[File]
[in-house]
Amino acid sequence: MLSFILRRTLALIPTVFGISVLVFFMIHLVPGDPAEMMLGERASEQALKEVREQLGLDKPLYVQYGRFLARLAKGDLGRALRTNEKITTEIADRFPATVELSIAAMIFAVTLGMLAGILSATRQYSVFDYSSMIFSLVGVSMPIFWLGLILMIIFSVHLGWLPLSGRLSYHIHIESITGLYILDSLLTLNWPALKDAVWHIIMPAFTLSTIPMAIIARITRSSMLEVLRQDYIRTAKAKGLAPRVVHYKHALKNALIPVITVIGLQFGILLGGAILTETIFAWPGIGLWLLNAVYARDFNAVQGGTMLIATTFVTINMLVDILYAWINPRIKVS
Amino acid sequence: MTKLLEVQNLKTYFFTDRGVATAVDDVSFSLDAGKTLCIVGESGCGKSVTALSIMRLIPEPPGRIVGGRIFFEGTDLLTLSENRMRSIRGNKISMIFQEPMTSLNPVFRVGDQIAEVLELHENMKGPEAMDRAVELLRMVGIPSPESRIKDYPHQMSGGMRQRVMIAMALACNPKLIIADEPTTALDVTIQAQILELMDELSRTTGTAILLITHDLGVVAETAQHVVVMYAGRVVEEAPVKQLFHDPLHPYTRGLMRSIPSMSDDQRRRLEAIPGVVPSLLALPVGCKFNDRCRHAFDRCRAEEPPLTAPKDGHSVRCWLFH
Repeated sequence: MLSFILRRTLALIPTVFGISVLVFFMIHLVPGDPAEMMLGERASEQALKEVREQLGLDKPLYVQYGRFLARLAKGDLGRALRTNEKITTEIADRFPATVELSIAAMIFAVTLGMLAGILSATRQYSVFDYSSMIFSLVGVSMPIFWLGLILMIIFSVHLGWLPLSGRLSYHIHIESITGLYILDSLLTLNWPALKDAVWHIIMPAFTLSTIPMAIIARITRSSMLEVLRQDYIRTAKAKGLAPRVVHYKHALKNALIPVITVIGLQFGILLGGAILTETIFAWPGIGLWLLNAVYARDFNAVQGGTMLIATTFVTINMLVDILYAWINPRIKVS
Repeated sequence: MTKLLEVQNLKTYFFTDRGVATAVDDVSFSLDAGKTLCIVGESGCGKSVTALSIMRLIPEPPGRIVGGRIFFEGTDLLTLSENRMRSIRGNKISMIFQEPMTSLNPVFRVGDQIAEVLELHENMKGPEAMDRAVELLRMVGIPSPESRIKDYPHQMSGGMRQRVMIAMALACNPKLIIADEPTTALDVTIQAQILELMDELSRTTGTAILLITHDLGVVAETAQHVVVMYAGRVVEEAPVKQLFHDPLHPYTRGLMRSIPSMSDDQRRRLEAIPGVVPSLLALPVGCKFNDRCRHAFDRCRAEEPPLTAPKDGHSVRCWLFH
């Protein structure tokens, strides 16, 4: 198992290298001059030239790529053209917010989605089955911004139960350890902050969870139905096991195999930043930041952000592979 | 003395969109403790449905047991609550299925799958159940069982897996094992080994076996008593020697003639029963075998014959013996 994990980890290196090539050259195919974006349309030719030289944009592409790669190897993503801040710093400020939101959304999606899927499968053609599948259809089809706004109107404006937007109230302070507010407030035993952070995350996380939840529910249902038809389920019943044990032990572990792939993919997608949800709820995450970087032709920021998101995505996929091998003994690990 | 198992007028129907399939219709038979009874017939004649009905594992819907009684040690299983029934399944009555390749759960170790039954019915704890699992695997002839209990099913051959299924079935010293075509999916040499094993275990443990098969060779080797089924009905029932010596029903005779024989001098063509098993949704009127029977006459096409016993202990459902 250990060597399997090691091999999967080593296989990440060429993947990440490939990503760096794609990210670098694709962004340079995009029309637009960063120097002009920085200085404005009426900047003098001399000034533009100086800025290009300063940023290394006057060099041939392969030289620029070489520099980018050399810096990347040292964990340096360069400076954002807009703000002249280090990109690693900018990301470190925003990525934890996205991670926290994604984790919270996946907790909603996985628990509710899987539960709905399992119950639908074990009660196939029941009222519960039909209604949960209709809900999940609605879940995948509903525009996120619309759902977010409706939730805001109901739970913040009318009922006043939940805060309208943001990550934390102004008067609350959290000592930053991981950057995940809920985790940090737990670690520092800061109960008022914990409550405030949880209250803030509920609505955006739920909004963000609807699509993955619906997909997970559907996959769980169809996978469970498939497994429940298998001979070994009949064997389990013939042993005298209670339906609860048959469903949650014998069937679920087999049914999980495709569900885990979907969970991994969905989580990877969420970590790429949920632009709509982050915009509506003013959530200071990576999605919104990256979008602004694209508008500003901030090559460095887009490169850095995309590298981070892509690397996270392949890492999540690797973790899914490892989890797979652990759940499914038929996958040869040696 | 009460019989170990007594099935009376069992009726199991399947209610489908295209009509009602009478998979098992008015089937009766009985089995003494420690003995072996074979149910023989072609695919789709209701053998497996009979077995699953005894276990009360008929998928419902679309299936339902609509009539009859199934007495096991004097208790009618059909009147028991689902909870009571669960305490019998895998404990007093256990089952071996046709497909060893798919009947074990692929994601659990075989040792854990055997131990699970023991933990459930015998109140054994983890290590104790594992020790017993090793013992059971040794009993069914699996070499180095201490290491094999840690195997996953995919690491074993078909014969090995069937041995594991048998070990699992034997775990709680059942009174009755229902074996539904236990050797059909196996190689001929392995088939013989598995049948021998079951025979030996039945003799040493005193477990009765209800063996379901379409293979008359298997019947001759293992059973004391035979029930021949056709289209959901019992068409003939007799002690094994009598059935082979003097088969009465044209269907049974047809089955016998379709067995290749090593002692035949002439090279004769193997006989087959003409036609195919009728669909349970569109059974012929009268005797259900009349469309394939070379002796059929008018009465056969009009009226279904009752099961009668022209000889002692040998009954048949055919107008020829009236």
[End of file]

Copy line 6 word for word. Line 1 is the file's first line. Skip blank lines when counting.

């Protein structure tokens, strides 16, 4: 198992290298001059030239790529053209917010989605089955911004139960350890902050969870139905096991195999930043930041952000592979 | 003395969109403790449905047991609550299925799958159940069982897996094992080994076996008593020697003639029963075998014959013996 994990980890290196090539050259195919974006349309030719030289944009592409790669190897993503801040710093400020939101959304999606899927499968053609599948259809089809706004109107404006937007109230302070507010407030035993952070995350996380939840529910249902038809389920019943044990032990572990792939993919997608949800709820995450970087032709920021998101995505996929091998003994690990 | 198992007028129907399939219709038979009874017939004649009905594992819907009684040690299983029934399944009555390749759960170790039954019915704890699992695997002839209990099913051959299924079935010293075509999916040499094993275990443990098969060779080797089924009905029932010596029903005779024989001098063509098993949704009127029977006459096409016993202990459902 250990060597399997090691091999999967080593296989990440060429993947990440490939990503760096794609990210670098694709962004340079995009029309637009960063120097002009920085200085404005009426900047003098001399000034533009100086800025290009300063940023290394006057060099041939392969030289620029070489520099980018050399810096990347040292964990340096360069400076954002807009703000002249280090990109690693900018990301470190925003990525934890996205991670926290994604984790919270996946907790909603996985628990509710899987539960709905399992119950639908074990009660196939029941009222519960039909209604949960209709809900999940609605879940995948509903525009996120619309759902977010409706939730805001109901739970913040009318009922006043939940805060309208943001990550934390102004008067609350959290000592930053991981950057995940809920985790940090737990670690520092800061109960008022914990409550405030949880209250803030509920609505955006739920909004963000609807699509993955619906997909997970559907996959769980169809996978469970498939497994429940298998001979070994009949064997389990013939042993005298209670339906609860048959469903949650014998069937679920087999049914999980495709569900885990979907969970991994969905989580990877969420970590790429949920632009709509982050915009509506003013959530200071990576999605919104990256979008602004694209508008500003901030090559460095887009490169850095995309590298981070892509690397996270392949890492999540690797973790899914490892989890797979652990759940499914038929996958040869040696 | 009460019989170990007594099935009376069992009726199991399947209610489908295209009509009602009478998979098992008015089937009766009985089995003494420690003995072996074979149910023989072609695919789709209701053998497996009979077995699953005894276990009360008929998928419902679309299936339902609509009539009859199934007495096991004097208790009618059909009147028991689902909870009571669960305490019998895998404990007093256990089952071996046709497909060893798919009947074990692929994601659990075989040792854990055997131990699970023991933990459930015998109140054994983890290590104790594992020790017993090793013992059971040794009993069914699996070499180095201490290491094999840690195997996953995919690491074993078909014969090995069937041995594991048998070990699992034997775990709680059942009174009755229902074996539904236990050797059909196996190689001929392995088939013989598995049948021998079951025979030996039945003799040493005193477990009765209800063996379901379409293979008359298997019947001759293992059973004391035979029930021949056709289209959901019992068409003939007799002690094994009598059935082979003097088969009465044209269907049974047809089955016998379709067995290749090593002692035949002439090279004769193997006989087959003409036609195919009728669909349970569109059974012929009268005797259900009349469309394939070379002796059929008018009465056969009009009226279904009752099961009668022209000889002692040998009954048949055919107008020829009236």